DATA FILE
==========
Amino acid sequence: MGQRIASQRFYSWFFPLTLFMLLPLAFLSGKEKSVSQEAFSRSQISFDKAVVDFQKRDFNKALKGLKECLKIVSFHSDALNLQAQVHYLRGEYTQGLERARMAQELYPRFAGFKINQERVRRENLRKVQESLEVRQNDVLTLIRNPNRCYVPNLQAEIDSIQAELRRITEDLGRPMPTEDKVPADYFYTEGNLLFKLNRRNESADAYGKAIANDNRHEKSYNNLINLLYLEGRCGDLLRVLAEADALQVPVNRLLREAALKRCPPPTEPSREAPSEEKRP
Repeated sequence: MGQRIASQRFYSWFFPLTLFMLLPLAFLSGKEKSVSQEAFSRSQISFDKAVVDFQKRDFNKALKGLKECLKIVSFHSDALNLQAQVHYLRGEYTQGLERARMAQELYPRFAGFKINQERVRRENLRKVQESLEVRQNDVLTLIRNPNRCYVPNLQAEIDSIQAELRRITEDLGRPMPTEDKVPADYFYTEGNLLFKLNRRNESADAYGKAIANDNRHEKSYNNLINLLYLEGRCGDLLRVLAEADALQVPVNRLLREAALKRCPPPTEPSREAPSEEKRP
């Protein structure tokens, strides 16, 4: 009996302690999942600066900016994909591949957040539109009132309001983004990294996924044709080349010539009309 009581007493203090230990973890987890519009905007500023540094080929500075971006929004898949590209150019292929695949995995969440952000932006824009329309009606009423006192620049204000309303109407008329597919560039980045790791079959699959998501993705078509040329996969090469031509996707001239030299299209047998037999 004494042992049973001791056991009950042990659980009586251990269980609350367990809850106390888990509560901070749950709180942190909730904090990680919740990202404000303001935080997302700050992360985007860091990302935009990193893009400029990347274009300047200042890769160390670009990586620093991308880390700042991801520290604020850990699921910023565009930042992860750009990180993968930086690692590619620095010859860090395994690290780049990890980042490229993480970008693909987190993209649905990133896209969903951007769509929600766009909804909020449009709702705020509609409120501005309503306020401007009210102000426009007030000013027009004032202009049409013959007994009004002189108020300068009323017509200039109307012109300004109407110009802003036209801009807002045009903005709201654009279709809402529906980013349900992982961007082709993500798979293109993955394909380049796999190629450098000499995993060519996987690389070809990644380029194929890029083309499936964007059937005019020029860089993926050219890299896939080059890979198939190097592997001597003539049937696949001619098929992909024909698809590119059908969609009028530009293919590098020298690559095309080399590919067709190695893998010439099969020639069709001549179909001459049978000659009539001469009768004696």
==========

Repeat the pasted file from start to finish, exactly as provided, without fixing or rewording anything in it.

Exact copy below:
Amino acid sequence: MGQRIASQRFYSWFFPLTLFMLLPLAFLSGKEKSVSQEAFSRSQISFDKAVVDFQKRDFNKALKGLKECLKIVSFHSDALNLQAQVHYLRGEYTQGLERARMAQELYPRFAGFKINQERVRRENLRKVQESLEVRQNDVLTLIRNPNRCYVPNLQAEIDSIQAELRRITEDLGRPMPTEDKVPADYFYTEGNLLFKLNRRNESADAYGKAIANDNRHEKSYNNLINLLYLEGRCGDLLRVLAEADALQVPVNRLLREAALKRCPPPTEPSREAPSEEKRP
Repeated sequence: MGQRIASQRFYSWFFPLTLFMLLPLAFLSGKEKSVSQEAFSRSQISFDKAVVDFQKRDFNKALKGLKECLKIVSFHSDALNLQAQVHYLRGEYTQGLERARMAQELYPRFAGFKINQERVRRENLRKVQESLEVRQNDVLTLIRNPNRCYVPNLQAEIDSIQAELRRITEDLGRPMPTEDKVPADYFYTEGNLLFKLNRRNESADAYGKAIANDNRHEKSYNNLINLLYLEGRCGDLLRVLAEADALQVPVNRLLREAALKRCPPPTEPSREAPSEEKRP
């Protein structure tokens, strides 16, 4: 009996302690999942600066900016994909591949957040539109009132309001983004990294996924044709080349010539009309 009581007493203090230990973890987890519009905007500023540094080929500075971006929004898949590209150019292929695949995995969440952000932006824009329309009606009423006192620049204000309303109407008329597919560039980045790791079959699959998501993705078509040329996969090469031509996707001239030299299209047998037999 004494042992049973001791056991009950042990659980009586251990269980609350367990809850106390888990509560901070749950709180942190909730904090990680919740990202404000303001935080997302700050992360985007860091990302935009990193893009400029990347274009300047200042890769160390670009990586620093991308880390700042991801520290604020850990699921910023565009930042992860750009990180993968930086690692590619620095010859860090395994690290780049990890980042490229993480970008693909987190993209649905990133896209969903951007769509929600766009909804909020449009709702705020509609409120501005309503306020401007009210102000426009007030000013027009004032202009049409013959007994009004002189108020300068009323017509200039109307012109300004109407110009802003036209801009807002045009903005709201654009279709809402529906980013349900992982961007082709993500798979293109993955394909380049796999190629450098000499995993060519996987690389070809990644380029194929890029083309499936964007059937005019020029860089993926050219890299896939080059890979198939190097592997001597003539049937696949001619098929992909024909698809590119059908969609009028530009293919590098020298690559095309080399590919067709190695893998010439099969020639069709001549179909001459049978000659009539001469009768004696």